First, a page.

IMAN Health Clinic: Making Connections, Moving Forward
IMAN’s work of service and organizing in Urban America is part of a long tradition of such work by the American, especially Blackamerican, Muslim community. The IMAN Health Clinic and our other health care work are also connected to and build on similar work being done in other cities. One such model that continues to inspire us is the health care and policy work being done through the growing efforts of the Health Unity on Davison Avenue (HUDA) Clinic run by the Muslim Center of Detroit.
HUDA Clinic was founded in 2004 to serve the uninsured population of Detroit and is run by physicians, medical students, nurses, social workers and other members of the Detroit Muslim community. Inspired by the Muslim principles of compassion and service, HUDA Clinic’s mission is to promote health and wellness by providing quality and free health care, pharmaceuticals, and preventative services to the uninsured. While the Clinic provides services to the uninsured from the entire Detroit metro, it is located in the inner-city, in a community that has long suffered neglect and marginalization leading to extraordinarily high rates of unemployment and poverty. For many of these working poor and unemployed who have no health insurance, the HUDA Clinic is literally a lifeline.
As IMAN moves toward broadening both its services/expertise in health care delivery and its impact on health care policy/debates, two separate delegations from IMAN have visited HUDA Clinic in the last three months. In August, leaders from IMAN took a tour of the Clinic and met with its Board members, while Rami Nashashibi, IMAN’s Executive Director, was a speaker at a fundraiser for the Clinic earlier in October. These recent contacts and meetings have reinforced earlier contacts between IMAN’s Health Clinic and the HUDA Clinic. Beyond a solid commitment to basic health care accessibility being a human right for all that can’t be compromised, IMAN’s leadership believes that there is also a shared understanding between the two Clinics that our health care work has to be both holistic–including culturally competent services, prevention, education–and systemic–including policy, advocacy and legislative work.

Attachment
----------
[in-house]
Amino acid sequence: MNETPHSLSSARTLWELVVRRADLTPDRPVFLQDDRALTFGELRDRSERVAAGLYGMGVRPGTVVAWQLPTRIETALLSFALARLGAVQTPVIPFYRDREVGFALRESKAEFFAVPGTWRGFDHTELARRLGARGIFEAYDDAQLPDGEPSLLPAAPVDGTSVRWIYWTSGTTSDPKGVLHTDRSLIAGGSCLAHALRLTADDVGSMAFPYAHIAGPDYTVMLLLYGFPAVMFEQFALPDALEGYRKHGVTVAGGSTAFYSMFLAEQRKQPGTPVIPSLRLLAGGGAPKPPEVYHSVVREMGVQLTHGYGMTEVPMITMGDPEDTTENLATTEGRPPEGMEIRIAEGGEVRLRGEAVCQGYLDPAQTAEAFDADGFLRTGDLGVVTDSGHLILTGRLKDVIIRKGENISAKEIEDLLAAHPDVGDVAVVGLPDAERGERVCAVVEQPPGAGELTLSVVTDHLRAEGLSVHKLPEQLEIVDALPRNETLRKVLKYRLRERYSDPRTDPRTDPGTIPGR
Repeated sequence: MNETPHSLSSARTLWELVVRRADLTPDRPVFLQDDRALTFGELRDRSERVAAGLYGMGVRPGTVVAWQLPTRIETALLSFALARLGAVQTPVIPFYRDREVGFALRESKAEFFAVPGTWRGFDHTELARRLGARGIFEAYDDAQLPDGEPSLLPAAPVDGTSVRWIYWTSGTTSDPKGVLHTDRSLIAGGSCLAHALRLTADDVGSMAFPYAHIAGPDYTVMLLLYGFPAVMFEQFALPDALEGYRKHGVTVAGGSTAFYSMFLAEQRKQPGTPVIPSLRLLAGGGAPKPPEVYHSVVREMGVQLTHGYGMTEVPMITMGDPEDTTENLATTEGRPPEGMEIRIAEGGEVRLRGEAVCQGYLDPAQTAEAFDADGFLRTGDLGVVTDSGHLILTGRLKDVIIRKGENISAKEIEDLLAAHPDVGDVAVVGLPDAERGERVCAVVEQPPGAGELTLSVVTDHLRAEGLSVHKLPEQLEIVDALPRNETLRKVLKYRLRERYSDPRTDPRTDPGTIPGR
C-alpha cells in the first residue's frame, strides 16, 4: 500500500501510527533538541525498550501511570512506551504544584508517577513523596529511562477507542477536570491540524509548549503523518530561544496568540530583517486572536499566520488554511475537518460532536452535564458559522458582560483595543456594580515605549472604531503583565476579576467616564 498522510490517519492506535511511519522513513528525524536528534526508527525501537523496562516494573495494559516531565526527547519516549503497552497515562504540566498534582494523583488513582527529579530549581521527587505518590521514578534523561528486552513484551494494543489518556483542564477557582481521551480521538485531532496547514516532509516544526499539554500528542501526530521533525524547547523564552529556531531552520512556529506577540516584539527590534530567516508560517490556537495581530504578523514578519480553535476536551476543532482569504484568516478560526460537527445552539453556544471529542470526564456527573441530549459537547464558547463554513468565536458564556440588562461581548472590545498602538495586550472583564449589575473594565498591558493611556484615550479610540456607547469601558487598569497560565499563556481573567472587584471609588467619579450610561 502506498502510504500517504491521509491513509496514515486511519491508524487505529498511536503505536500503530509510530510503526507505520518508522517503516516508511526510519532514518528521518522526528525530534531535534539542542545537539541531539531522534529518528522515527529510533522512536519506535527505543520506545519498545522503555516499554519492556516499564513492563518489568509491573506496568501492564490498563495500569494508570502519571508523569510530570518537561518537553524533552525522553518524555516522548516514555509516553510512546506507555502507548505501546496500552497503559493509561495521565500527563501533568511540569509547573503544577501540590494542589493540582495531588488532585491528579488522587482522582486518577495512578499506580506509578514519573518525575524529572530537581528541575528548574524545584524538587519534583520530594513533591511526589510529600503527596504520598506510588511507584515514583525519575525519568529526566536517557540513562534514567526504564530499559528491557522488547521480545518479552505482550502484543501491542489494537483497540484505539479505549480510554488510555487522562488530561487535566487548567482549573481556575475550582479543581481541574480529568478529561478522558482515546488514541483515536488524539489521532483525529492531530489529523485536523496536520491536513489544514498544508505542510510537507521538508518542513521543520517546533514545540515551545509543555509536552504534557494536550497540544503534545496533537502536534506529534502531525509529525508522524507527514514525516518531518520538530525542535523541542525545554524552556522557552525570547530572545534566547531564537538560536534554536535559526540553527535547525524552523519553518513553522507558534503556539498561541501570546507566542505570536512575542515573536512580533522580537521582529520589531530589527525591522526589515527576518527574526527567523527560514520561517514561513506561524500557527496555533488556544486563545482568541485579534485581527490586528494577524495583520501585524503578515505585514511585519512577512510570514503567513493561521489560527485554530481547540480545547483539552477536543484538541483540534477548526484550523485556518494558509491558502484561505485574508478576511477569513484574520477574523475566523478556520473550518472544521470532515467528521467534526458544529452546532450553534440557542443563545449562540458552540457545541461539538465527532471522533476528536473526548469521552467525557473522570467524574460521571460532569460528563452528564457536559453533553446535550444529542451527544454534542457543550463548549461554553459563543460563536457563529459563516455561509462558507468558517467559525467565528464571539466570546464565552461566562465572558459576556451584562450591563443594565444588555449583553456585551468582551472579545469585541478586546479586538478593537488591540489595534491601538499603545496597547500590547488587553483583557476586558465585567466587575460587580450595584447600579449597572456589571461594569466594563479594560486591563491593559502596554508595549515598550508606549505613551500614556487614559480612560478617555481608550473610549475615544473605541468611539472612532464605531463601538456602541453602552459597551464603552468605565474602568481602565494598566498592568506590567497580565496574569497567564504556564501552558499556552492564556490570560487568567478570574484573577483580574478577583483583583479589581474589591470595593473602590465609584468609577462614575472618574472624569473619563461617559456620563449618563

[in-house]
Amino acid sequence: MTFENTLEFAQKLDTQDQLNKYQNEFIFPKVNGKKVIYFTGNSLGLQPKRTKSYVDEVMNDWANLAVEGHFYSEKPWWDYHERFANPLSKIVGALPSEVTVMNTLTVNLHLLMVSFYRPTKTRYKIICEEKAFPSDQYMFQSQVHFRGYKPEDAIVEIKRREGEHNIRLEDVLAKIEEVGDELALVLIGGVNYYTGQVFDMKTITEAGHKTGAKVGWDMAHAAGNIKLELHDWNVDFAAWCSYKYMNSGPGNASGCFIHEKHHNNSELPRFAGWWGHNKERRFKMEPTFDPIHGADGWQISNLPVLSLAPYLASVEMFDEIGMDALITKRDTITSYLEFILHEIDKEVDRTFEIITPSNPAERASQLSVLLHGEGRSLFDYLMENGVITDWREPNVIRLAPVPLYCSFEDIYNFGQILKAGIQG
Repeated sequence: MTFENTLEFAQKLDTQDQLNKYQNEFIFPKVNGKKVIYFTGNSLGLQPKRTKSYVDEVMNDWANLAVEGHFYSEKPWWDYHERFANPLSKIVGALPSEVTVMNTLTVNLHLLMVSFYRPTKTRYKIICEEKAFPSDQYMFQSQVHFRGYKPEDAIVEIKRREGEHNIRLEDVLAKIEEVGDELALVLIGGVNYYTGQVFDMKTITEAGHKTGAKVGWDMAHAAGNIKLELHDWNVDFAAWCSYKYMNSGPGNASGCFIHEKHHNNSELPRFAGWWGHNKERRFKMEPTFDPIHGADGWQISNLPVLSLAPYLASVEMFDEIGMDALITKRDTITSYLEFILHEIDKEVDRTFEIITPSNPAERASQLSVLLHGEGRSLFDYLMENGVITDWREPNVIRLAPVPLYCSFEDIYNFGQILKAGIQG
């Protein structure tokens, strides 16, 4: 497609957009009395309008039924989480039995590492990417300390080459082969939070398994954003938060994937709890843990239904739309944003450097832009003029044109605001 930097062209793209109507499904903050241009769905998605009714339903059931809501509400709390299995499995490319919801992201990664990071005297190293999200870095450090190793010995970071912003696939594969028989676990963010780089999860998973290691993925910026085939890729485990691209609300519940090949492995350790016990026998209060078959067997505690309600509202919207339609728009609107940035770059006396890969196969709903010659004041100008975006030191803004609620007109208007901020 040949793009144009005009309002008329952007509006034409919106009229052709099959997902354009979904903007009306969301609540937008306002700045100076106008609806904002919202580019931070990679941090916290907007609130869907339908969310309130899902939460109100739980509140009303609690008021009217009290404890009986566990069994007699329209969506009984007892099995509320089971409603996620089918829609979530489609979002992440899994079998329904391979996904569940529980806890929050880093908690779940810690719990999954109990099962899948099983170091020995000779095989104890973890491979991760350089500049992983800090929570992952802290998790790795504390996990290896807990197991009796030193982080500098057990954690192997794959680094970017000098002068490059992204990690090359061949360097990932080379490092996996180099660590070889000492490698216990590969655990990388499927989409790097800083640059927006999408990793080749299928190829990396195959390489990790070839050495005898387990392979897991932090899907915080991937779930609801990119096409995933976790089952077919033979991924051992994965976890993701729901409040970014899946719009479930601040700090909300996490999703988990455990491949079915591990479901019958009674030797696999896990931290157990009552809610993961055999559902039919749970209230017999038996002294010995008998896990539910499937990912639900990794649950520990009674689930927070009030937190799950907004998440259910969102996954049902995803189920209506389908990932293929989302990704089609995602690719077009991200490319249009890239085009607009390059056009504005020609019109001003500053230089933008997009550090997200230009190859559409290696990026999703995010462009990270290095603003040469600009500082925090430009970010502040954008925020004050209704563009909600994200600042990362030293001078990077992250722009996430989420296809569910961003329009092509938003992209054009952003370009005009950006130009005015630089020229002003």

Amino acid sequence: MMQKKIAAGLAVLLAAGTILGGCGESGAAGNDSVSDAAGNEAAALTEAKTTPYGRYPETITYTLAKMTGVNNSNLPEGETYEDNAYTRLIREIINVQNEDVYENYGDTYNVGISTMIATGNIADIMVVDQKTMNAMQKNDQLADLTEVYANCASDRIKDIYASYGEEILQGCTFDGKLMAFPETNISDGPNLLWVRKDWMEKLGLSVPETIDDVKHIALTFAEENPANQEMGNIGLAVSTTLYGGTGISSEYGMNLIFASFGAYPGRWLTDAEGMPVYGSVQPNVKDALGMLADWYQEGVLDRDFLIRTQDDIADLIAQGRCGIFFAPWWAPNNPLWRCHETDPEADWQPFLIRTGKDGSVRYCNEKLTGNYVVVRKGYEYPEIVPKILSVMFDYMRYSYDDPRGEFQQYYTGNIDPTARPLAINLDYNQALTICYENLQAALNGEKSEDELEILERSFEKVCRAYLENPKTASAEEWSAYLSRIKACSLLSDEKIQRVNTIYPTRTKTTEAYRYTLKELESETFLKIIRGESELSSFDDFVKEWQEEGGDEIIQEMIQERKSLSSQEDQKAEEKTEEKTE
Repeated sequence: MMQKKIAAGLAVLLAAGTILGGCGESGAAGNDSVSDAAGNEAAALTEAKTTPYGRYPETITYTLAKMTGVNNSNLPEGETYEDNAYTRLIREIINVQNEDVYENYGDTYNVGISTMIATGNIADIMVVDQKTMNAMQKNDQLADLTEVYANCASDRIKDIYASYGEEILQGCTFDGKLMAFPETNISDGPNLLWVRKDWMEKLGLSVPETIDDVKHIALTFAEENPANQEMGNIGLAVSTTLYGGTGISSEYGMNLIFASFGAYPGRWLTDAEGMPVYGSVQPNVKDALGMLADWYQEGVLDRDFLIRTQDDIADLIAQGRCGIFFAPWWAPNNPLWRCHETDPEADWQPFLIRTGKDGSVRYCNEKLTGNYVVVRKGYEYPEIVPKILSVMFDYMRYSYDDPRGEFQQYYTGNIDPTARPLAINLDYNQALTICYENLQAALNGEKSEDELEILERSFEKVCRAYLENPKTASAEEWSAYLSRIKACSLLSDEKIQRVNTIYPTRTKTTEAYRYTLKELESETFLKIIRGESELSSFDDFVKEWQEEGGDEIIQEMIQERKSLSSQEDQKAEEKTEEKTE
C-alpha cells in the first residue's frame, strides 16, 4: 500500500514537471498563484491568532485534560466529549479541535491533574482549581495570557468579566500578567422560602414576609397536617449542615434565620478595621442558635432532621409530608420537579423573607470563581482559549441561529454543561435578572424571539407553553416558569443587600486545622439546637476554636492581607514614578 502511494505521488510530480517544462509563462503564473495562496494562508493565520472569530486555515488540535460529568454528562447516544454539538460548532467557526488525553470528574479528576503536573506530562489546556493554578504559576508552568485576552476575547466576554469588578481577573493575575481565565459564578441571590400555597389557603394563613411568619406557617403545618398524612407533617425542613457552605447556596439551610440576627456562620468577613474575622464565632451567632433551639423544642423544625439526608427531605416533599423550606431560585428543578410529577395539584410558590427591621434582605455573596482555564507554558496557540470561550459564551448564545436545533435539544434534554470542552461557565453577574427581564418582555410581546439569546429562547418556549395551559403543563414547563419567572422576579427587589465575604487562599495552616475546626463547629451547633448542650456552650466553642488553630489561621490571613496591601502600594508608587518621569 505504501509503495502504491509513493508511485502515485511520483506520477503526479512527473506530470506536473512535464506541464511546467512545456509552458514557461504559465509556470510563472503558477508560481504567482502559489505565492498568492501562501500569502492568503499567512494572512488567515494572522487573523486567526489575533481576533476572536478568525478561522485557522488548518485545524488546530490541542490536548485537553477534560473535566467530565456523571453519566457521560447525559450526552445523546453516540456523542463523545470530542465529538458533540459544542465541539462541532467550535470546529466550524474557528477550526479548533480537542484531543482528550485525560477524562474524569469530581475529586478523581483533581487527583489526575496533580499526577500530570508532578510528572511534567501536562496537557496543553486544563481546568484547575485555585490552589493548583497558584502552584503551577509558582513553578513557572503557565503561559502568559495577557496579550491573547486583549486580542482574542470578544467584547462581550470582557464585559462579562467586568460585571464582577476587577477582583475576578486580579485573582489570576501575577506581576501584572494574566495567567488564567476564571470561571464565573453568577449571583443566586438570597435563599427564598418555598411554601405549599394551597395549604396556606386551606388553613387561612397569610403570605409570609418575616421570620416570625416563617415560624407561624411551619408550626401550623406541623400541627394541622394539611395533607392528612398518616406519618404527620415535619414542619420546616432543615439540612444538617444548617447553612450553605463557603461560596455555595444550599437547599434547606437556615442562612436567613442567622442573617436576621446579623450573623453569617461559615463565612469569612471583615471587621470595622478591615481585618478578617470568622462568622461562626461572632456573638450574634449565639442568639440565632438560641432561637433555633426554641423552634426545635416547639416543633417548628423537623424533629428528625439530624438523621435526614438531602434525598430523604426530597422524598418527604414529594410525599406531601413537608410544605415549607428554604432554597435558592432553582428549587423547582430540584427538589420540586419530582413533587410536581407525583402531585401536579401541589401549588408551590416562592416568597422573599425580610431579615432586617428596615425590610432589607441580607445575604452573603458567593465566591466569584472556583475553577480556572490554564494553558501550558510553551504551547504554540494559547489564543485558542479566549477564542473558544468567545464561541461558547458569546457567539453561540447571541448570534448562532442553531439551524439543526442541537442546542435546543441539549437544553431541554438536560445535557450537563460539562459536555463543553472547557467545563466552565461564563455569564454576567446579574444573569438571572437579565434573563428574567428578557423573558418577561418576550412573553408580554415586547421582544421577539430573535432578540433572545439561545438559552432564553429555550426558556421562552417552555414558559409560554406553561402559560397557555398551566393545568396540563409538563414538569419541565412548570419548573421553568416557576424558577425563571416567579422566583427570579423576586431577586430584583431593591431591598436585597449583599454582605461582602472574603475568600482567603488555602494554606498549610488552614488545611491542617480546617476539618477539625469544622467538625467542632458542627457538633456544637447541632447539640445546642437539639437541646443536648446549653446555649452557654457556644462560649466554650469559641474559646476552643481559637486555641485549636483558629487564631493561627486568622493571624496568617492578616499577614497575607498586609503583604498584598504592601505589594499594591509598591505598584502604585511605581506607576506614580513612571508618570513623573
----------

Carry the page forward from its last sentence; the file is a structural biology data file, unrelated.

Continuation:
Largely thanks to the critical support provided by Islamic Relief USA, we are approaching the one-year anniversary of the Health Clinic’s first Medical Director, Dr. Altaf Kaiseruddin, and we are moving ahead in both the holistic and systemic directions. Under the leadership of Dr. Kaiseruddin, the Clinic is on pace to expand its operations to 5 days/week and increase the number of patients by 67% by the end of this year. Efforts aimed at preventative care and community education are also picking up pace, with the second installment of the BodyWorks health and wellness classes offered at IMAN having just concluded.
Another impact of this funding from Islamic Relief USA and the leadership of Dr. Kaiseruddin may be seen in the policy and advocacy work that IMAN is planning to do in the health care arena. “By allowing us to bring in the leadership of Dr. Kaiseruddin, Islamic Relief has helped to increase IMAN’s overall expertise in health care and, therefore, our ability to contribute to the broader conversation around health care options and policy,” said Mark Crain, IMAN’s Communication Coordinator.
Making connections with HUDA Clinic will help IMAN’s health care work as we move forward to meet the challenge and the opportunity that awaits the Muslim community: increasing our participation as a voice for the core principle of human dignity in the ongoing debates